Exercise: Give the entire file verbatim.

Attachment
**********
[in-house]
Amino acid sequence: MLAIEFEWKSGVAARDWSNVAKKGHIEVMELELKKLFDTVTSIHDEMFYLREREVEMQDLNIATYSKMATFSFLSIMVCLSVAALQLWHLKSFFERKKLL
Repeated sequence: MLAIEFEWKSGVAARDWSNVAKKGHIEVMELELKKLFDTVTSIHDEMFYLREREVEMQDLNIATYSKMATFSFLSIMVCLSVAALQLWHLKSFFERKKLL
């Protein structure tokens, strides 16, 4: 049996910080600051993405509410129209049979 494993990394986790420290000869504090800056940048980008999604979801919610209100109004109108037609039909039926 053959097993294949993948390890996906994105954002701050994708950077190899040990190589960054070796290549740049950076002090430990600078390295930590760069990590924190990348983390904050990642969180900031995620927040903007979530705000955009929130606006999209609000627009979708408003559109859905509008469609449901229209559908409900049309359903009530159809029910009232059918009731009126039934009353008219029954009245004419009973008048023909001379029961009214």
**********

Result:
[in-house]
Amino acid sequence: MLAIEFEWKSGVAARDWSNVAKKGHIEVMELELKKLFDTVTSIHDEMFYLREREVEMQDLNIATYSKMATFSFLSIMVCLSVAALQLWHLKSFFERKKLL
Repeated sequence: MLAIEFEWKSGVAARDWSNVAKKGHIEVMELELKKLFDTVTSIHDEMFYLREREVEMQDLNIATYSKMATFSFLSIMVCLSVAALQLWHLKSFFERKKLL
């Protein structure tokens, strides 16, 4: 049996910080600051993405509410129209049979 494993990394986790420290000869504090800056940048980008999604979801919610209100109004109108037609039909039926 053959097993294949993948390890996906994105954002701050994708950077190899040990190589960054070796290549740049950076002090430990600078390295930590760069990590924190990348983390904050990642969180900031995620927040903007979530705000955009929130606006999209609000627009979708408003559109859905509008469609449901229209559908409900049309359903009530159809029910009232059918009731009126039934009353008219029954009245004419009973008048023909001379029961009214």